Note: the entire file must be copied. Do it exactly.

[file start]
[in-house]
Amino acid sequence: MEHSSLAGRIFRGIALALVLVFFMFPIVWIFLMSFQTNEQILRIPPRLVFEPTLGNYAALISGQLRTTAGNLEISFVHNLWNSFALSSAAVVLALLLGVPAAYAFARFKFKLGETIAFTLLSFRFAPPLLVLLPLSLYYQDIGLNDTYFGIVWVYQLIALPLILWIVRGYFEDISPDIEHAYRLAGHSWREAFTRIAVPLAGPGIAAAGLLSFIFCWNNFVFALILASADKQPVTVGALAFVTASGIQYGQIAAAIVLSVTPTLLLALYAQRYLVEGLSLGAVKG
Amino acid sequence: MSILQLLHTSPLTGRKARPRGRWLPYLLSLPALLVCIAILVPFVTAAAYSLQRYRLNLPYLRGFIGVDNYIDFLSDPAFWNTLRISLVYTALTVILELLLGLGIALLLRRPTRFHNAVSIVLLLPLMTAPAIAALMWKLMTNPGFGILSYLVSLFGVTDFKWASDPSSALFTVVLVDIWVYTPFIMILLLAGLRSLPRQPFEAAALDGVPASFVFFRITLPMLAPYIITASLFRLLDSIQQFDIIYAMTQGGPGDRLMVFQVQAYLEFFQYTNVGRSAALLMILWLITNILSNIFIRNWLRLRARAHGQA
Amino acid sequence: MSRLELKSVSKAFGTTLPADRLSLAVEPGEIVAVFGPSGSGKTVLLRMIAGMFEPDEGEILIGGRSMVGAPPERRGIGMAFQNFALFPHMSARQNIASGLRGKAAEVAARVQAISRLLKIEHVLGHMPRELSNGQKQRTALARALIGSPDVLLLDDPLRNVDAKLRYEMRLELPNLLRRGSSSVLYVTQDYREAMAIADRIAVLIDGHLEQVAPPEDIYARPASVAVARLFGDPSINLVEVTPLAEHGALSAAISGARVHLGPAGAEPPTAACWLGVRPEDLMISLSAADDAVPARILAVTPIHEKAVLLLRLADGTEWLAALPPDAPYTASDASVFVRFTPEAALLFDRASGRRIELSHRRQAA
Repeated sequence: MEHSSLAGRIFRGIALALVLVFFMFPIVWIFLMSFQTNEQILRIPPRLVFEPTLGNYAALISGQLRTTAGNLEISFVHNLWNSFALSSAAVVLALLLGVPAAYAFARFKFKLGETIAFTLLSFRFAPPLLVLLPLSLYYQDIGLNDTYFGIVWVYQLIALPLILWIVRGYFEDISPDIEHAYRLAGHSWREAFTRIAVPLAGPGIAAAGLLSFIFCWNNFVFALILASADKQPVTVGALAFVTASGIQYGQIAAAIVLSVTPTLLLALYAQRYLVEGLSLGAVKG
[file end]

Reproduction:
[in-house]
Amino acid sequence: MEHSSLAGRIFRGIALALVLVFFMFPIVWIFLMSFQTNEQILRIPPRLVFEPTLGNYAALISGQLRTTAGNLEISFVHNLWNSFALSSAAVVLALLLGVPAAYAFARFKFKLGETIAFTLLSFRFAPPLLVLLPLSLYYQDIGLNDTYFGIVWVYQLIALPLILWIVRGYFEDISPDIEHAYRLAGHSWREAFTRIAVPLAGPGIAAAGLLSFIFCWNNFVFALILASADKQPVTVGALAFVTASGIQYGQIAAAIVLSVTPTLLLALYAQRYLVEGLSLGAVKG
Amino acid sequence: MSILQLLHTSPLTGRKARPRGRWLPYLLSLPALLVCIAILVPFVTAAAYSLQRYRLNLPYLRGFIGVDNYIDFLSDPAFWNTLRISLVYTALTVILELLLGLGIALLLRRPTRFHNAVSIVLLLPLMTAPAIAALMWKLMTNPGFGILSYLVSLFGVTDFKWASDPSSALFTVVLVDIWVYTPFIMILLLAGLRSLPRQPFEAAALDGVPASFVFFRITLPMLAPYIITASLFRLLDSIQQFDIIYAMTQGGPGDRLMVFQVQAYLEFFQYTNVGRSAALLMILWLITNILSNIFIRNWLRLRARAHGQA
Amino acid sequence: MSRLELKSVSKAFGTTLPADRLSLAVEPGEIVAVFGPSGSGKTVLLRMIAGMFEPDEGEILIGGRSMVGAPPERRGIGMAFQNFALFPHMSARQNIASGLRGKAAEVAARVQAISRLLKIEHVLGHMPRELSNGQKQRTALARALIGSPDVLLLDDPLRNVDAKLRYEMRLELPNLLRRGSSSVLYVTQDYREAMAIADRIAVLIDGHLEQVAPPEDIYARPASVAVARLFGDPSINLVEVTPLAEHGALSAAISGARVHLGPAGAEPPTAACWLGVRPEDLMISLSAADDAVPARILAVTPIHEKAVLLLRLADGTEWLAALPPDAPYTASDASVFVRFTPEAALLFDRASGRRIELSHRRQAA
Repeated sequence: MEHSSLAGRIFRGIALALVLVFFMFPIVWIFLMSFQTNEQILRIPPRLVFEPTLGNYAALISGQLRTTAGNLEISFVHNLWNSFALSSAAVVLALLLGVPAAYAFARFKFKLGETIAFTLLSFRFAPPLLVLLPLSLYYQDIGLNDTYFGIVWVYQLIALPLILWIVRGYFEDISPDIEHAYRLAGHSWREAFTRIAVPLAGPGIAAAGLLSFIFCWNNFVFALILASADKQPVTVGALAFVTASGIQYGQIAAAIVLSVTPTLLLALYAQRYLVEGLSLGAVKG